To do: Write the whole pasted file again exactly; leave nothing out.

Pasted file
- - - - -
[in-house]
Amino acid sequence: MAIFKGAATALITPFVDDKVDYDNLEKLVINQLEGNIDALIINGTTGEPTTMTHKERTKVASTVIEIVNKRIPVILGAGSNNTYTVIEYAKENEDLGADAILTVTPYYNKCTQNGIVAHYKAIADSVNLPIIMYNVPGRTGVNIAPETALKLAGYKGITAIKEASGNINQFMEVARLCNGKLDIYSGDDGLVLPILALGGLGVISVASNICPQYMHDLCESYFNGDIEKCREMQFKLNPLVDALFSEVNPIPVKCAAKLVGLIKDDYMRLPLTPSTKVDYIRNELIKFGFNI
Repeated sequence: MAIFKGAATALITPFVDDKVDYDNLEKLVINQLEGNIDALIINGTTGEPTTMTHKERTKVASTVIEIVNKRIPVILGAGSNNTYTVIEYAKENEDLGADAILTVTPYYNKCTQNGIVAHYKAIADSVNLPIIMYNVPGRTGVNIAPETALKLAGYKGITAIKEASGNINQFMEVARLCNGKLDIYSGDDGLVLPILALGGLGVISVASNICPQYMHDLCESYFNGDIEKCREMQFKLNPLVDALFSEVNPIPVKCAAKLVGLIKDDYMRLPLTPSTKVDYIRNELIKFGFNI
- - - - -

[in-house]
Amino acid sequence: MAIFKGAATALITPFVDDKVDYDNLEKLVINQLEGNIDALIINGTTGEPTTMTHKERTKVASTVIEIVNKRIPVILGAGSNNTYTVIEYAKENEDLGADAILTVTPYYNKCTQNGIVAHYKAIADSVNLPIIMYNVPGRTGVNIAPETALKLAGYKGITAIKEASGNINQFMEVARLCNGKLDIYSGDDGLVLPILALGGLGVISVASNICPQYMHDLCESYFNGDIEKCREMQFKLNPLVDALFSEVNPIPVKCAAKLVGLIKDDYMRLPLTPSTKVDYIRNELIKFGFNI
Repeated sequence: MAIFKGAATALITPFVDDKVDYDNLEKLVINQLEGNIDALIINGTTGEPTTMTHKERTKVASTVIEIVNKRIPVILGAGSNNTYTVIEYAKENEDLGADAILTVTPYYNKCTQNGIVAHYKAIADSVNLPIIMYNVPGRTGVNIAPETALKLAGYKGITAIKEASGNINQFMEVARLCNGKLDIYSGDDGLVLPILALGGLGVISVASNICPQYMHDLCESYFNGDIEKCREMQFKLNPLVDALFSEVNPIPVKCAAKLVGLIKDDYMRLPLTPSTKVDYIRNELIKFGFNI